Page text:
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INTEGRATION FOR THE DISABLED HAS BEGUN, BUT HAS A LONG WAY TO GO

Open the door for the invisible

SLOVAKIA, like other countries of the former Eastern Bloc, has a long history of segregating people with disabilities. Such people used to be shut away from the "healthy population" and put in large, yearlong institutions, where they were divided based on gender and age, and often cared for by untrained staff.

Bridging disability gaps requires massive changes in the education system.
photo: Courtesy of Kompa

SLOVAKIA, like other countries of the former Eastern Bloc, has a long history of segregating people with disabilities. Such people used to be shut away from the "healthy population" and put in large, yearlong institutions, where they were divided based on gender and age, and often cared for by untrained staff.

After the fall of the regime in 1989, the process of integrating these people into everyday life began, but experts say it still has a long way to go.

"Slovak and Czech students who come to my university in the United States almost always comment on how many students with disabilities are on campus. They are not used to seeing it," said Daniel Holland, a Mary E Switzer Distinguished Fellow with the National Institute on Disability and Rehabilitation Research in the US, who has been researching the issue in the Visegrad countries.

Holland sees the educational system as one of the biggest stumbling blocks to integration in Slovakia. Segregated schools that separate children with disabilities from non-disabled children, he says, are an outdated and poorly conceived approach.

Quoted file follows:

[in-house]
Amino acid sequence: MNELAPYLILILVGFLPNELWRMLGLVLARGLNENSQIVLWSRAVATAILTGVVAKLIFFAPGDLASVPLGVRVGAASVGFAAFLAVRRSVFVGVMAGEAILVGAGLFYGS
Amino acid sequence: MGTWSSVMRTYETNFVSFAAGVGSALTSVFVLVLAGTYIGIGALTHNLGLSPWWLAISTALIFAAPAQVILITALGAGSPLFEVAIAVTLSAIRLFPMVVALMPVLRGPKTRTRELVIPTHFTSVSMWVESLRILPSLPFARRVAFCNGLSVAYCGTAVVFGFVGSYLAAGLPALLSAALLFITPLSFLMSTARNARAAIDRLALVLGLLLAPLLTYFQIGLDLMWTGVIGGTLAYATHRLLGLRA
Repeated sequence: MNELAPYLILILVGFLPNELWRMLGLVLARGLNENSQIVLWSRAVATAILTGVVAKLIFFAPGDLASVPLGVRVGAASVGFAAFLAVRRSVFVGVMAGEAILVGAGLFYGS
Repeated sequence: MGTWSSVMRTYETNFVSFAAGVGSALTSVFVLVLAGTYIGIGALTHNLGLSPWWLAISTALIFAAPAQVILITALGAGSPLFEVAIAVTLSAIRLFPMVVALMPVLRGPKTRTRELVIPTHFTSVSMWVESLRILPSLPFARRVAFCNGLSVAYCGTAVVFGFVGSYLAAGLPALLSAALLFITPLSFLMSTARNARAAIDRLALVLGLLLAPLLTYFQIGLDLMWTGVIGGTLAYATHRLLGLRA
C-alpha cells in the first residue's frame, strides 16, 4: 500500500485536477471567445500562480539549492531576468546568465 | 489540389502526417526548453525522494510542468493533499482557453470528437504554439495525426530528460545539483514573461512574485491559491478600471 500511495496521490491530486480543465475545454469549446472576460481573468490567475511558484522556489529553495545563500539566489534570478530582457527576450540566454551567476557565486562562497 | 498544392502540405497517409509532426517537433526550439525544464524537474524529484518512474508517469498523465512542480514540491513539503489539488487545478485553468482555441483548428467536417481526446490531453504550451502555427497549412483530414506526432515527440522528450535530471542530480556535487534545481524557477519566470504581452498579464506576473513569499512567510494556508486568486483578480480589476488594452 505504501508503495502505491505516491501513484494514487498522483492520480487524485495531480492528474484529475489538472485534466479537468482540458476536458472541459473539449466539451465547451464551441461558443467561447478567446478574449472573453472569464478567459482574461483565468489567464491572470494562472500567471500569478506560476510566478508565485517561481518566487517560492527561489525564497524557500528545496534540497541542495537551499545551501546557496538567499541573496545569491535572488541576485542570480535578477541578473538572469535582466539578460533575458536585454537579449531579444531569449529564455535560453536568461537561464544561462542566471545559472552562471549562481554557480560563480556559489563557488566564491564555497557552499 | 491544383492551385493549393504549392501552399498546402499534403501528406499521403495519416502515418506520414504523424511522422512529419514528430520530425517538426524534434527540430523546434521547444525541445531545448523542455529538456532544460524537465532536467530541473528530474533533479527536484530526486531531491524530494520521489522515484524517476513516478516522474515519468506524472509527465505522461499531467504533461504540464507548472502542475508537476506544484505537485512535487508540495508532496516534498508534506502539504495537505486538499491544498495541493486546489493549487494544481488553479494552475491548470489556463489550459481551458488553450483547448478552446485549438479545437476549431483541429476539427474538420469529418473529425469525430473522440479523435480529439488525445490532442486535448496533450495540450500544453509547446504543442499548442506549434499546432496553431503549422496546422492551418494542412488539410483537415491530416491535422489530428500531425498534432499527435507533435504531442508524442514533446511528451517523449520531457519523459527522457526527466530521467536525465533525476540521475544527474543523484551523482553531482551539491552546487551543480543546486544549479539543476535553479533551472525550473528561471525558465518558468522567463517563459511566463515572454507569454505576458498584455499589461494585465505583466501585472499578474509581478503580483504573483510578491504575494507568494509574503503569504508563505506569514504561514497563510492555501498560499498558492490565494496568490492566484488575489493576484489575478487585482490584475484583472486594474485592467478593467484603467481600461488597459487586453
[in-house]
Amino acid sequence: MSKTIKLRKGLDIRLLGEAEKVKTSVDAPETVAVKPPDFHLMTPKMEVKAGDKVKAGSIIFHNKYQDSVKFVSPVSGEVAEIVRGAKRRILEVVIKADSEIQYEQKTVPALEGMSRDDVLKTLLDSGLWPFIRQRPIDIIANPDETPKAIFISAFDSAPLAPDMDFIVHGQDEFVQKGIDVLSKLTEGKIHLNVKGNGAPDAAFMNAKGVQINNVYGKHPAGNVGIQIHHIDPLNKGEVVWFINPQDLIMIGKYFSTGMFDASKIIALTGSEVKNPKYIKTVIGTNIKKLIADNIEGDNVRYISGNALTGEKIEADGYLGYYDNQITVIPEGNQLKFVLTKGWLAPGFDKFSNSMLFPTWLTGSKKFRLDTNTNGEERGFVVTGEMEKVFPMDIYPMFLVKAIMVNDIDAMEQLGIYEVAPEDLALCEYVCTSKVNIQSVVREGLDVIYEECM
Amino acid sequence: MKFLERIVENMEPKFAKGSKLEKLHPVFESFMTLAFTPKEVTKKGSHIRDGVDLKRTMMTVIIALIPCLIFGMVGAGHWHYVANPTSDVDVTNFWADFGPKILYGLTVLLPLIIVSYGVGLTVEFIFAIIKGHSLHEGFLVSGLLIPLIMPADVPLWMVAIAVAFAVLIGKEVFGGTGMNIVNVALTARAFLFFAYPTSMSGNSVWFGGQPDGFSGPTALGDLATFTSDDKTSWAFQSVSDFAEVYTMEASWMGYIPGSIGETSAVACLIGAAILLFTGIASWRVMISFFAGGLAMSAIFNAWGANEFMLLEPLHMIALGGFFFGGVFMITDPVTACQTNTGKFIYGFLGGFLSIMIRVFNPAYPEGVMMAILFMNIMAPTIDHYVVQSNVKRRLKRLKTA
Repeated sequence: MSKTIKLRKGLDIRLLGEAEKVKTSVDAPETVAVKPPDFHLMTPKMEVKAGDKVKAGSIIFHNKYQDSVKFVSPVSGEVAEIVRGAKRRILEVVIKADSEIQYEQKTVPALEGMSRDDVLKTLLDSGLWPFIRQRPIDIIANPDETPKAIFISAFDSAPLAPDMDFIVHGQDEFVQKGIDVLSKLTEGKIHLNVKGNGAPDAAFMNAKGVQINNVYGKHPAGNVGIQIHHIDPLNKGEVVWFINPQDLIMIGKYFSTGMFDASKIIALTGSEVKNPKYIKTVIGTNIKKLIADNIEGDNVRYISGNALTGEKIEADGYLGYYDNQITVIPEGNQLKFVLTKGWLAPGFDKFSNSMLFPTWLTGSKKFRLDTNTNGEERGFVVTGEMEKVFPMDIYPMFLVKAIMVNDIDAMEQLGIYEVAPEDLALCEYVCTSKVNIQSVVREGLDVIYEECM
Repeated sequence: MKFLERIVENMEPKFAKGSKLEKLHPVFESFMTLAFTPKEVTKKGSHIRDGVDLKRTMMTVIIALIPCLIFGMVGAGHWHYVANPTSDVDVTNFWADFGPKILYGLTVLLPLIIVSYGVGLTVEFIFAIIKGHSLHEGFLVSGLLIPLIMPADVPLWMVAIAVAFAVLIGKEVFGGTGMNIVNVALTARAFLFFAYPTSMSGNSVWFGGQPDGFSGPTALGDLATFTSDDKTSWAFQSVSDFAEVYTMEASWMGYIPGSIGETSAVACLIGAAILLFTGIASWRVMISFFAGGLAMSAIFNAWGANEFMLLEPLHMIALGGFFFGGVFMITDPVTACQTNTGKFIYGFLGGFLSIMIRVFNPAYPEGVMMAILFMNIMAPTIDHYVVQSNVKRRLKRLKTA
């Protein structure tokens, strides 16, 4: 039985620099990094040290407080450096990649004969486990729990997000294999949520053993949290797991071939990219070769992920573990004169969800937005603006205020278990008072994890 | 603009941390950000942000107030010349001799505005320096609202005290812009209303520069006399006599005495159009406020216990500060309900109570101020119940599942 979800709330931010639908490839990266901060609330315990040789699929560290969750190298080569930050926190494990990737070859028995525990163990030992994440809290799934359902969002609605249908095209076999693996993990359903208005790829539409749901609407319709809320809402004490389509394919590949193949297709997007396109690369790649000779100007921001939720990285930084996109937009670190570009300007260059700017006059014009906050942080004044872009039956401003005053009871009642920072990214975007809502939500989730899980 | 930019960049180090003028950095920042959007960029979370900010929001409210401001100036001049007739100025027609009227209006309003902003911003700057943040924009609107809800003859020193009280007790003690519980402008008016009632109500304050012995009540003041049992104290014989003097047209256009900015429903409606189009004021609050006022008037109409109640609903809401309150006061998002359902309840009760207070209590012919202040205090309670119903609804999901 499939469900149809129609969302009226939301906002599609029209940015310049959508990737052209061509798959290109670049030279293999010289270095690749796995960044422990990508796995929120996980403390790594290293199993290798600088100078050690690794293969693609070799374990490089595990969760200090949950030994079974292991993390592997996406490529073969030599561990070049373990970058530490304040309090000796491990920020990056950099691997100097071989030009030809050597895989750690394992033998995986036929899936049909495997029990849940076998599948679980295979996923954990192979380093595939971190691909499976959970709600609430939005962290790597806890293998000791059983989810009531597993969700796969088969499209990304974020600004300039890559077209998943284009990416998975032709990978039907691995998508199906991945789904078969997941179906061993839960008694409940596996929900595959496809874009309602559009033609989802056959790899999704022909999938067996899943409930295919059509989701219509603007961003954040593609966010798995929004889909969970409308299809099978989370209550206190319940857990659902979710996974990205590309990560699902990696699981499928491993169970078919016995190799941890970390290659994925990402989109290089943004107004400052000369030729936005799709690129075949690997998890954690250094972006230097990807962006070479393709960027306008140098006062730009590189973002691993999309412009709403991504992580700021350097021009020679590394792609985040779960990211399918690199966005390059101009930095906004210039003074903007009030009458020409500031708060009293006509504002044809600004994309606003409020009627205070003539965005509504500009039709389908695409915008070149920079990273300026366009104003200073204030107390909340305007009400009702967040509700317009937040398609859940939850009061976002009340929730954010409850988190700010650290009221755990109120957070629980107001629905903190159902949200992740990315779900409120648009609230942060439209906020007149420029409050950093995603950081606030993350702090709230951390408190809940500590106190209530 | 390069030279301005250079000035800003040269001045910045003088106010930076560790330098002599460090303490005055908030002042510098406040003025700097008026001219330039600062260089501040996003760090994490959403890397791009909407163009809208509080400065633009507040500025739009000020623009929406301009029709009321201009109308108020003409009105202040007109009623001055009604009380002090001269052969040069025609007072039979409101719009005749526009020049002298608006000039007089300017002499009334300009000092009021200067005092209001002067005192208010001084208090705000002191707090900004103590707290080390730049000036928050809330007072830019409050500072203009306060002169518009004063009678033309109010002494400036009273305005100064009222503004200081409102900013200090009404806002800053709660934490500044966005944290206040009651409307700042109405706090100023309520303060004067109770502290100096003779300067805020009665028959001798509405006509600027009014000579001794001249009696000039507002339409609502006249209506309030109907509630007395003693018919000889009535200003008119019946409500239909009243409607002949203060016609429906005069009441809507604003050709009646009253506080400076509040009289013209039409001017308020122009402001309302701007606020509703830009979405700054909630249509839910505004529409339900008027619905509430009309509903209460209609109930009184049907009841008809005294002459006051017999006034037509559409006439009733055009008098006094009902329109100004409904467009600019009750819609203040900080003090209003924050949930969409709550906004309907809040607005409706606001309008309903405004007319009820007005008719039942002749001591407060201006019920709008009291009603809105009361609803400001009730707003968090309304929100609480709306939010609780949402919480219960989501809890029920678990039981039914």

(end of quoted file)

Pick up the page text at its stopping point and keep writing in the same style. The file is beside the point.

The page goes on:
"If children are educated in integrated schools where they have peers with and without disabilities, they will grow up to expect and support integration."

Martin Vatra from the Kompa social care home, which serves to mentally and physically disabled in the Banská Bystrica region, explains that Communism created the image that we all are perfect and productive. "[Disabled] people were not prosperous for society, so nobody talked about them and nothing was done in the area," Vatra said.

Kompa is one example that breaks away from the outdated institutional infrastructure built under Communism. It substitutes the heartbreaking yearlong separation with shorter, weekly and daily stays, and teaches the employees, as well as parents, new ways of approaching the handicapped.

However, preventing children with disabilities in rural areas from having to leave their parents to attend special schools in larger cities will require a massive change in the educational system.

"Every school should be able to accommodate children with disabilities," Holland said.

In the meantime, he says, models such as the Banská Bystrica social care home can be replicated in many other locations. He also adds that this is where the state must step in and devote far more resources to changing the system.

"When a Slovak family has a child with a disability, they are frequently faced with a difficult choice: send the child away to a special school or social care home where they can be taken care of, or keep the child at home and try to provide for it themselves. There needs to be more options," he said.

Vatra from the Kompa social care home agrees. He explains that the system of yearlong facilities should only be for disabled orphans, or for those who find it very difficult to adapt.

The one-day stays that Kompa provides include the necessary care from catering and provisory care to work therapy and leisure activities, where each client is treated individually. It regularly takes the disabled to various cultural and social events, and organises events for the disabled to meet the healthy.